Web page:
Episode 28: Video is just another form of literacy

In this episode of The Terence and Philip Show, the discussion revolves around the question of whether or not “video production” is ‘just another form of literacy’. Some will make their living based on their literary abilities; others use it very peripherally to how they earn a living.

10 thoughts on “Episode 28: Video is just another form of literacy

  1. I agree that visual literacy is on the rise. We teach a summer high-school program here, and they are much more media savvy than our grad students.

    However one very good reason for this, that wasn’t mentioned on the show was the accessibility of equipment. Kids coming up in school today have always had cheap access to equipment and computer editing. Back when I was learning to edit, you needed to apprentice yourself to a TV station before you could even so much as see an edit deck. And to afford one yourself was unthinkable.

    It’s a different scenario to written literacy, where everyone can both read AND write with a minimal investment in pens and paper. TV and Film viewers for a long time could “read” the visual language of film, but “writing” it in any meaningful way was out of the reach of most (Imagine if pens cost $10,000 and paper was $1,000 a sheet).

    Now that the cost of entry for making decent video is so low, the visual literacy of content creators should rise exponentially. Now not necessarily all of the videos will be good or even watchable, but the basic grammar of film language will be there.

  2. Very interesting show! But I am not sure I can fully share your enthusiasm for FCP X as the tool to allow the masses the express themselves better visually.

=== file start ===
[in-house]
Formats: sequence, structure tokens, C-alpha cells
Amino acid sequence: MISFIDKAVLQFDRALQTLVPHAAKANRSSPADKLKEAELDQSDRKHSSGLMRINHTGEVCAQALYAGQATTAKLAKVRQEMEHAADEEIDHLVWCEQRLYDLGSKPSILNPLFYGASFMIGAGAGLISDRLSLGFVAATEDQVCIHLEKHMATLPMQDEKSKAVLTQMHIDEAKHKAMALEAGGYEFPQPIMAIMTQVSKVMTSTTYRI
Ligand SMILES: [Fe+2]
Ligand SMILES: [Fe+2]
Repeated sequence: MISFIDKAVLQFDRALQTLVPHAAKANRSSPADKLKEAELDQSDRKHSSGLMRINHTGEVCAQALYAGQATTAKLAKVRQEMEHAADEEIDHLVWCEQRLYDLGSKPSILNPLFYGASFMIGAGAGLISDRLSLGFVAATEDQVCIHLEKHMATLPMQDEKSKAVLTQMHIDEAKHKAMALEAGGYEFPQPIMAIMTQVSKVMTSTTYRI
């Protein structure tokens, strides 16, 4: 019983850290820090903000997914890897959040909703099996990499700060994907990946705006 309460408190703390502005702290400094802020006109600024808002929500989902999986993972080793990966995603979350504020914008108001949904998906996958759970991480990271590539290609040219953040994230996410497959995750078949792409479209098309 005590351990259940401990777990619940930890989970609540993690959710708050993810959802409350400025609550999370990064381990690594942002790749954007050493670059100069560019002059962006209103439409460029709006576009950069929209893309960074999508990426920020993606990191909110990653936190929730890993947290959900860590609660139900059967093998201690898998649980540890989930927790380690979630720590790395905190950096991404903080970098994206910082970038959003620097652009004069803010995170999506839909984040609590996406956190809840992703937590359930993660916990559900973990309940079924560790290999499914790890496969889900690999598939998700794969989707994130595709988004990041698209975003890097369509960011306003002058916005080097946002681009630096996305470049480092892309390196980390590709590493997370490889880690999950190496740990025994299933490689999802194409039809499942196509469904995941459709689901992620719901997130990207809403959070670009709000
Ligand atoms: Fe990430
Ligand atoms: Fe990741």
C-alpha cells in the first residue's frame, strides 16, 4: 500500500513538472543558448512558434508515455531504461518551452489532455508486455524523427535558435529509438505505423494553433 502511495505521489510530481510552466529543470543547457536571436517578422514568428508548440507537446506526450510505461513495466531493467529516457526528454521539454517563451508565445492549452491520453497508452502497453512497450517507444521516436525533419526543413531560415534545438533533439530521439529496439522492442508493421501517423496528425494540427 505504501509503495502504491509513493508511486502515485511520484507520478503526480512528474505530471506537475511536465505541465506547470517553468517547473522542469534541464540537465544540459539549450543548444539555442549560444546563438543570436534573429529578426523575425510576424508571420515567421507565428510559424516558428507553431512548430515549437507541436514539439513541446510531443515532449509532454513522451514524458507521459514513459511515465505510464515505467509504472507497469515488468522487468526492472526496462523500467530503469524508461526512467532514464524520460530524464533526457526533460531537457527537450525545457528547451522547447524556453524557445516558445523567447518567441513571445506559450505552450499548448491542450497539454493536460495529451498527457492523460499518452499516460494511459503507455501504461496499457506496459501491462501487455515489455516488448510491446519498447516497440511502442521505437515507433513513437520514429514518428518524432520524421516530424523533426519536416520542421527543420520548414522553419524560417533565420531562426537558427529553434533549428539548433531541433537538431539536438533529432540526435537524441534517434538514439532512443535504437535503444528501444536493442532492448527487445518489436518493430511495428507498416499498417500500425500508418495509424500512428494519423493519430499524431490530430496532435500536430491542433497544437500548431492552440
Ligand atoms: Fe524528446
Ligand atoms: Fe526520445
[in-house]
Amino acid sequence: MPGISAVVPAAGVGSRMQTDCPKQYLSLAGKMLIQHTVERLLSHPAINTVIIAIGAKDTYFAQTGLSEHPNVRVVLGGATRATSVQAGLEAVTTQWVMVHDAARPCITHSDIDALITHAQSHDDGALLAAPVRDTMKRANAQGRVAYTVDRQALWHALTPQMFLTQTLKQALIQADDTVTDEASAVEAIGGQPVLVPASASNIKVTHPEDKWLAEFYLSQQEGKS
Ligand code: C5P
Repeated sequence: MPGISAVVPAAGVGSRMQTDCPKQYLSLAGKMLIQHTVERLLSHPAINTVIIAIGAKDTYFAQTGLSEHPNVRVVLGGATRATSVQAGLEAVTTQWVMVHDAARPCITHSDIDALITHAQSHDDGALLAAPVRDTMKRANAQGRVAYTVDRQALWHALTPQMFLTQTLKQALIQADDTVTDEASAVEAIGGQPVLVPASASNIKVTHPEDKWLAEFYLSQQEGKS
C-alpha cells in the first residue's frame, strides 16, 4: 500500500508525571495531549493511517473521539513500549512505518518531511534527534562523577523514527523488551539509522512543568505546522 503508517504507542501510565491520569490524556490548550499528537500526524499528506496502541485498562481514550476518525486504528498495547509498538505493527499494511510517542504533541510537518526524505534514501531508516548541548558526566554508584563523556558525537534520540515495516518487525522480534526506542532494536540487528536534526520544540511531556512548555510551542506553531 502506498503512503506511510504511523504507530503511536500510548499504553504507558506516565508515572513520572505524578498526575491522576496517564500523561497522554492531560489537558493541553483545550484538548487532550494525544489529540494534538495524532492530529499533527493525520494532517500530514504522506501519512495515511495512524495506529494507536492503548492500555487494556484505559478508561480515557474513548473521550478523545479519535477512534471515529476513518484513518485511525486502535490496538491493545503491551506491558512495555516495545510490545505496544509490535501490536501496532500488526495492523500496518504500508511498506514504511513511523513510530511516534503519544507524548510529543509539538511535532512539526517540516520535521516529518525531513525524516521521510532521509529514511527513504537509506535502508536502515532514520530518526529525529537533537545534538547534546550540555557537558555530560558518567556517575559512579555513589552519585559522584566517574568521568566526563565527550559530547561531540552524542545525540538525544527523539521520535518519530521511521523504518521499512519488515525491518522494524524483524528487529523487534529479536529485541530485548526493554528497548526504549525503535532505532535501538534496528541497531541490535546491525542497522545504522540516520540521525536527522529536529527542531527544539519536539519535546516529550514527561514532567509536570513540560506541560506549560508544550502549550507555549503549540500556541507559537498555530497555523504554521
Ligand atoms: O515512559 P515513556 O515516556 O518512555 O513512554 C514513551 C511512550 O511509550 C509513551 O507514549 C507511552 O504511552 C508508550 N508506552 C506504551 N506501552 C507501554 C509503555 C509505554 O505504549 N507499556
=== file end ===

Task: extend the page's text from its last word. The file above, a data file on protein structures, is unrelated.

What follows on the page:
While I am very excited about Apple’s upcoming new NLE, I don’t think it’ll have that huge an influence on general video literacy. Even though FCP X will make editing a whole lot easier and more intuitive (and Apple will sell a lot of copies), in the end you’re still dealing with a task that most people neither have the patience nor the talent for. Take photography, for example. Almost everybody has access to amazing digital still cameras these days. Does that automatically mean that people can take better pictures? No. They don’t have to worry too much about the technical aspects of photography any more, but they still need to have an eye for composition. They still have to decide when to press down that shutter. No tool in the world is going to do that for them. The same goes for Final Cut Pro X and the creative side of editing.

    But I am all for simplifying the tools and making those tools available to as many people as possible.

    My daughter goes to a middle school where each student has a MacBook. They are allowed to turn in movies instead of written papers whenever it makes sense. Every student there has the latest version of iMovie, but only few of them actually use it and most of all – use it well.

    And I guess the same will go for Final Cut Pro X.

    1. Well, I’d have to say that anything that gets people used to automation, and wanting more, can’t be all bad. At least from where I stand. 🙂

  3. Interesting points you bring up. I have been doing this long enough to see the curve from the point where a professional filmmaker had to know what he wanted before he hit the set, and carefully followed procedures to ensure he would have that in post, to the current universe where folks shoot tons of footage and try to craft it into a story in post.

    In this new universe, the concept seems to be keep the shutter open and something will show up in post to make a story from.

  4. An interesting and thought provoking show as usual… Everyone forgets about poor ol Premiere! I’m using Premiere Pro to cut my newest feature right now… besides the broken OMF and AAF export its pretty smooth ^_^

  5. What’s Premiere? 😉

    Just kidding. I have been asked many time over the years why Premiere Pro doesn’t take off in our industry. It always come back to issues.